We've got news for you.

Register on BusinessLIVE at no cost to receive newsletters, read exclusive articles & more.
Register now
A Chinese national flag flutters on the Pearl River in Guangzhou, Guangdong province, China. Picture: REUTERS
A Chinese national flag flutters on the Pearl River in Guangzhou, Guangdong province, China. Picture: REUTERS

Long a source of resilience in the world economy, China joins the list of vulnerabilities that threaten to upset a shaky recovery. The slowdown in Chinese growth, worsened by debt crises in the property sector and an energy shortage that is closing factories, makes the global rebound even more dependent on the US. Beijing doesn’t look like it is ready to take the mantle from Washington soon.

GDP rose 4.9% in the third quarter from a year earlier, according to government data released on Monday in Beijing. The figure is a touch less than forecast by economists and well down from the 7.9% clip previously reported for the April-to-June period.

The rate of expansion is almost a full percentage point below what was recorded in the final three months of 2019, on the eve of the pandemic. While there is never a perfect moment for the world’s second-biggest economy to lose altitude, the timing of this slowdown is especially awkward. A spike in inflation from New Zealand to the UK is likely to accelerate the shift to tighter monetary policy across advanced economies, while the pace of the US expansion is cooling. A slackening in China is a headache policymakers don’t need.

Chinese officials say the risks are manageable. Let’s hope they are right: the staying power of the global revival may depend on it. Beijing’s travails might wind up pushing the Federal Reserve and European Central Bank to delay an eventual exit from easy money — even if inflation is too high for comfort. On Saturday, ECB President Christine Lagarde said that inflation is “largely transitory”.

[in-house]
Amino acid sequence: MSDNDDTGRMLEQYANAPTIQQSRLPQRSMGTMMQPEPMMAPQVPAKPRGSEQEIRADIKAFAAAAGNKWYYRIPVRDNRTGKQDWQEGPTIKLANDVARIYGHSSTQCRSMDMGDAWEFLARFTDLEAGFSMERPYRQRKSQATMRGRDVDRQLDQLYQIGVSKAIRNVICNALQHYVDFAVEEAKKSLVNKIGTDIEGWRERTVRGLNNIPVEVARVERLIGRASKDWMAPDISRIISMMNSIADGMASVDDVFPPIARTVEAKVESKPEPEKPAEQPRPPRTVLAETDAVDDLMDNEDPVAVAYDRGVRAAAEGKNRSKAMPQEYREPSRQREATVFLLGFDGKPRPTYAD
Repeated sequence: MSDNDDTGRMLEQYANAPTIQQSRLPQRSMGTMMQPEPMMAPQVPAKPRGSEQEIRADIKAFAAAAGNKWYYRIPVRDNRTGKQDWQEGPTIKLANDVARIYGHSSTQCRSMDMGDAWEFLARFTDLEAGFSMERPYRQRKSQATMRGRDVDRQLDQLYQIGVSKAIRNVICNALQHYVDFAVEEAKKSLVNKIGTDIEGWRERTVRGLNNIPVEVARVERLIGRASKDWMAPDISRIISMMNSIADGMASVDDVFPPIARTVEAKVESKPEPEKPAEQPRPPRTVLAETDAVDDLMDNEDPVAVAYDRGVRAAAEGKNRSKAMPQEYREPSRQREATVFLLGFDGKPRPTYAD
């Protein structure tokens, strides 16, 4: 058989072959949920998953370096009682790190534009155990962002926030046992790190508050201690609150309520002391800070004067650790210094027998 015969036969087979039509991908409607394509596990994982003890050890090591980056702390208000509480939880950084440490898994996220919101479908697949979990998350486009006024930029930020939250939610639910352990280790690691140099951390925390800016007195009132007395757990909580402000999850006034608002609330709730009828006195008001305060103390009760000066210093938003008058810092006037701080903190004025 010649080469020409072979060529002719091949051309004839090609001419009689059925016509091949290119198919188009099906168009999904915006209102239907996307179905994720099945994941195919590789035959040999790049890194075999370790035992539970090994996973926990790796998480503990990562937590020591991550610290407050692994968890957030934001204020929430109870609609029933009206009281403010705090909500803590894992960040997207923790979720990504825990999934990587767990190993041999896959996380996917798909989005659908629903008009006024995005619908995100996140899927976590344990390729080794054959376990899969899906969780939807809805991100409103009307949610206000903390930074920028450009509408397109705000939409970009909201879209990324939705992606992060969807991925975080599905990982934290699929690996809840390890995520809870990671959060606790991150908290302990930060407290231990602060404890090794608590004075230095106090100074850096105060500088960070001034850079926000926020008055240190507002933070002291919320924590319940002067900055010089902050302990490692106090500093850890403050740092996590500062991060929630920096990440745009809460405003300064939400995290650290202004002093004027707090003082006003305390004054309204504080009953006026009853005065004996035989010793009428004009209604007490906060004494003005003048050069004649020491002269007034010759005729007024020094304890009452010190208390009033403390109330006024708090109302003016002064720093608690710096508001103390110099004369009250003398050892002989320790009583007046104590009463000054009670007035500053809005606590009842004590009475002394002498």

Momentum lost

Some retreat from the blistering pace at the start of the year was inevitable, and even desirable. China roared into 2021, growing a record 18.3% in January to March. But the cooling has been more pronounced than anticipated, and a number of strains have emerged at the same time. Tighter government restrictions on real estate squeezed a big chunk of the economy, while China Evergrande Group, a major developer, is beset by a debt crisis that is rippling through the sector. The combined sales of the country’s top 100 developers plummeted 36% year-on-year in September, which is traditionally a peak season for home sales. A shock electricity shortage has forced factories to curb output or shut down.

Recurrent outbreaks of Covid-19 have constrained consumer spending. China’s woes increase the world’s dependence on the US, whose stimulus drove a mighty rebound at the start of the year. While the IMF forecasts global growth this year at a still-hale 5.9%, momentum has been lost. Economists are reducing estimates for the US and a few well-known academics have even asked whether another recession has arrived.

This puts the Federal Reserve in a difficult place, given its commitment to trimming stimulus and the persistence of inflation that is markedly above its 2% target. While the Fed derives its mandate from domestic conditions, it has increasingly been seen as the primary guardian of the world economy. Chair Jerome Powell or his successor — Powell’s term expires early next year — may face the unenviable choice between propping up the recovery and quashing climbing inflation. China’s economic travails are as global as they are local.    

Bloomberg Opinion. More stories like this are available on bloomberg.com/opinion


Would you like to comment on this article or view other readers' comments?
Register (it’s quick and free) or sign in now.

Speech Bubbles

Please read our Comment Policy before commenting.